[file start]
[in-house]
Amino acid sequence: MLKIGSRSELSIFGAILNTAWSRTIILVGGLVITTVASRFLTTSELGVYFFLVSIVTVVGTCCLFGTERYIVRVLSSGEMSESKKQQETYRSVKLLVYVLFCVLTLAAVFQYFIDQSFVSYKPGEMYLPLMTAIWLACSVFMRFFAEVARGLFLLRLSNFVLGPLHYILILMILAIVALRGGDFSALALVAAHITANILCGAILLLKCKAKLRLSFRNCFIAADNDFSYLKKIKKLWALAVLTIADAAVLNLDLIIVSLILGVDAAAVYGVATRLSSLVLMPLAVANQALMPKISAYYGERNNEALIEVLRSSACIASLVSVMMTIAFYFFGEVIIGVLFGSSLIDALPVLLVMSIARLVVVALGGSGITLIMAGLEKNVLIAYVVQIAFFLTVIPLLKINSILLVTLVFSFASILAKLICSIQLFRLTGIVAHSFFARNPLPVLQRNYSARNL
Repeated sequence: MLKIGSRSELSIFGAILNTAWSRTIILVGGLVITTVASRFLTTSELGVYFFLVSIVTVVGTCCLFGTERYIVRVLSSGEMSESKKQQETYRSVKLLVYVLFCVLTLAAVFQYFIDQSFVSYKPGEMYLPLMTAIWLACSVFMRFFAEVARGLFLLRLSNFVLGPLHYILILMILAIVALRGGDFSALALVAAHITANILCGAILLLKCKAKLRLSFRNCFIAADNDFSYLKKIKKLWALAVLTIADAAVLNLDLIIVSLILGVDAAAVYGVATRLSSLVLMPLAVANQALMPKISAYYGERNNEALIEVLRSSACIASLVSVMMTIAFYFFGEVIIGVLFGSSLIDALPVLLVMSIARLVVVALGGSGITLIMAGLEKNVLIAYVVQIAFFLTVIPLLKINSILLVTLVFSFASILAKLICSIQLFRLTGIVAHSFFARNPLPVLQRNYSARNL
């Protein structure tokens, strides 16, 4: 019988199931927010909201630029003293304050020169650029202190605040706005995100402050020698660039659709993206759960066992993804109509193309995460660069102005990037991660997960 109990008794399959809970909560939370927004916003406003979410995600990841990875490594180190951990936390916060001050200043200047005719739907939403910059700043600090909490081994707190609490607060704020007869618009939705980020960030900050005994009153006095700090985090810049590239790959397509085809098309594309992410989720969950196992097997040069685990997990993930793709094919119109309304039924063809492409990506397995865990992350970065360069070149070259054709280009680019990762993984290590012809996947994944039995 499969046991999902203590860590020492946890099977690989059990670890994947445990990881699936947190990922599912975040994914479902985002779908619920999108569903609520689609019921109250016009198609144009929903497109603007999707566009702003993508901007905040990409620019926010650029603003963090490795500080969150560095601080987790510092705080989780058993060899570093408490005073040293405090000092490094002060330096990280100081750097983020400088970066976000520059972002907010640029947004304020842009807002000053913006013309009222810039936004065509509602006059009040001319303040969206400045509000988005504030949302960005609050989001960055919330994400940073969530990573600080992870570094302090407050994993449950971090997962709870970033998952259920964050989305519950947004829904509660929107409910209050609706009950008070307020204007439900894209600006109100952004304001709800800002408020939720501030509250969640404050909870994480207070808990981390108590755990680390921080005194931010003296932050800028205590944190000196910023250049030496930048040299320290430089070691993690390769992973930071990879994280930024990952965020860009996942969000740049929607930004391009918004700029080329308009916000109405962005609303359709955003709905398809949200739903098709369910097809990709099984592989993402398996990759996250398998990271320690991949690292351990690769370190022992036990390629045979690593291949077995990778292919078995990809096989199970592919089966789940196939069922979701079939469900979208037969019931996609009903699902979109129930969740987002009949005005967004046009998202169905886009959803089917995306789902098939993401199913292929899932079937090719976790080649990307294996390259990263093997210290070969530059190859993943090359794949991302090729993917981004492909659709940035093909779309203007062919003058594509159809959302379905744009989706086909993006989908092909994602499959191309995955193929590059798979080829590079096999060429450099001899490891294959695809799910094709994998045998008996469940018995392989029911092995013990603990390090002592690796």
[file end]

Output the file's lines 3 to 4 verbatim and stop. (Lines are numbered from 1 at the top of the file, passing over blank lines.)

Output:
Repeated sequence: MLKIGSRSELSIFGAILNTAWSRTIILVGGLVITTVASRFLTTSELGVYFFLVSIVTVVGTCCLFGTERYIVRVLSSGEMSESKKQQETYRSVKLLVYVLFCVLTLAAVFQYFIDQSFVSYKPGEMYLPLMTAIWLACSVFMRFFAEVARGLFLLRLSNFVLGPLHYILILMILAIVALRGGDFSALALVAAHITANILCGAILLLKCKAKLRLSFRNCFIAADNDFSYLKKIKKLWALAVLTIADAAVLNLDLIIVSLILGVDAAAVYGVATRLSSLVLMPLAVANQALMPKISAYYGERNNEALIEVLRSSACIASLVSVMMTIAFYFFGEVIIGVLFGSSLIDALPVLLVMSIARLVVVALGGSGITLIMAGLEKNVLIAYVVQIAFFLTVIPLLKINSILLVTLVFSFASILAKLICSIQLFRLTGIVAHSFFARNPLPVLQRNYSARNL
């Protein structure tokens, strides 16, 4: 019988199931927010909201630029003293304050020169650029202190605040706005995100402050020698660039659709993206759960066992993804109509193309995460660069102005990037991660997960 109990008794399959809970909560939370927004916003406003979410995600990841990875490594180190951990936390916060001050200043200047005719739907939403910059700043600090909490081994707190609490607060704020007869618009939705980020960030900050005994009153006095700090985090810049590239790959397509085809098309594309992410989720969950196992097997040069685990997990993930793709094919119109309304039924063809492409990506397995865990992350970065360069070149070259054709280009680019990762993984290590012809996947994944039995 499969046991999902203590860590020492946890099977690989059990670890994947445990990881699936947190990922599912975040994914479902985002779908619920999108569903609520689609019921109250016009198609144009929903497109603007999707566009702003993508901007905040990409620019926010650029603003963090490795500080969150560095601080987790510092705080989780058993060899570093408490005073040293405090000092490094002060330096990280100081750097983020400088970066976000520059972002907010640029947004304020842009807002000053913006013309009222810039936004065509509602006059009040001319303040969206400045509000988005504030949302960005609050989001960055919330994400940073969530990573600080992870570094302090407050994993449950971090997962709870970033998952259920964050989305519950947004829904509660929107409910209050609706009950008070307020204007439900894209600006109100952004304001709800800002408020939720501030509250969640404050909870994480207070808990981390108590755990680390921080005194931010003296932050800028205590944190000196910023250049030496930048040299320290430089070691993690390769992973930071990879994280930024990952965020860009996942969000740049929607930004391009918004700029080329308009916000109405962005609303359709955003709905398809949200739903098709369910097809990709099984592989993402398996990759996250398998990271320690991949690292351990690769370190022992036990390629045979690593291949077995990778292919078995990809096989199970592919089966789940196939069922979701079939469900979208037969019931996609009903699902979109129930969740987002009949005005967004046009998202169905886009959803089917995306789902098939993401199913292929899932079937090719976790080649990307294996390259990263093997210290070969530059190859993943090359794949991302090729993917981004492909659709940035093909779309203007062919003058594509159809959302379905744009989706086909993006989908092909994602499959191309995955193929590059798979080829590079096999060429450099001899490891294959695809799910094709994998045998008996469940018995392989029911092995013990603990390090002592690796």